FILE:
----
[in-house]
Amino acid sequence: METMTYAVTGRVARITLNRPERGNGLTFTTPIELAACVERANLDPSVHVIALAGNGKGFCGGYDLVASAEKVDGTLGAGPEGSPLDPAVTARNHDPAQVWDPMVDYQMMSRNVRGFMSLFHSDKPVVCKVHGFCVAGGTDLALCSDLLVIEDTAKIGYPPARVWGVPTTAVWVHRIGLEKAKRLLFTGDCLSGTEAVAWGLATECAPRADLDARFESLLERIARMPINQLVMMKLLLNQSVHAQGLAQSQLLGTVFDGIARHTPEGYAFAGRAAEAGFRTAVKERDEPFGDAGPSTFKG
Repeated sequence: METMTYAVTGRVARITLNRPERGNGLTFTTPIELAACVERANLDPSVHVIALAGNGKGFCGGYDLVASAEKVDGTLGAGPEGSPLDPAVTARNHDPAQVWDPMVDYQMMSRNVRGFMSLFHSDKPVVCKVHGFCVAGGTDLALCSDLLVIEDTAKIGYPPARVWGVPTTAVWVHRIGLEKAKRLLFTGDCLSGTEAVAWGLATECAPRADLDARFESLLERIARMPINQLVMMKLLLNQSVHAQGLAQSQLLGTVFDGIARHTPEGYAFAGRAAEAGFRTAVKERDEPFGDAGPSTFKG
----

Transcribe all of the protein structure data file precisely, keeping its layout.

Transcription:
[in-house]
Amino acid sequence: METMTYAVTGRVARITLNRPERGNGLTFTTPIELAACVERANLDPSVHVIALAGNGKGFCGGYDLVASAEKVDGTLGAGPEGSPLDPAVTARNHDPAQVWDPMVDYQMMSRNVRGFMSLFHSDKPVVCKVHGFCVAGGTDLALCSDLLVIEDTAKIGYPPARVWGVPTTAVWVHRIGLEKAKRLLFTGDCLSGTEAVAWGLATECAPRADLDARFESLLERIARMPINQLVMMKLLLNQSVHAQGLAQSQLLGTVFDGIARHTPEGYAFAGRAAEAGFRTAVKERDEPFGDAGPSTFKG
Repeated sequence: METMTYAVTGRVARITLNRPERGNGLTFTTPIELAACVERANLDPSVHVIALAGNGKGFCGGYDLVASAEKVDGTLGAGPEGSPLDPAVTARNHDPAQVWDPMVDYQMMSRNVRGFMSLFHSDKPVVCKVHGFCVAGGTDLALCSDLLVIEDTAKIGYPPARVWGVPTTAVWVHRIGLEKAKRLLFTGDCLSGTEAVAWGLATECAPRADLDARFESLLERIARMPINQLVMMKLLLNQSVHAQGLAQSQLLGTVFDGIARHTPEGYAFAGRAAEAGFRTAVKERDEPFGDAGPSTFKG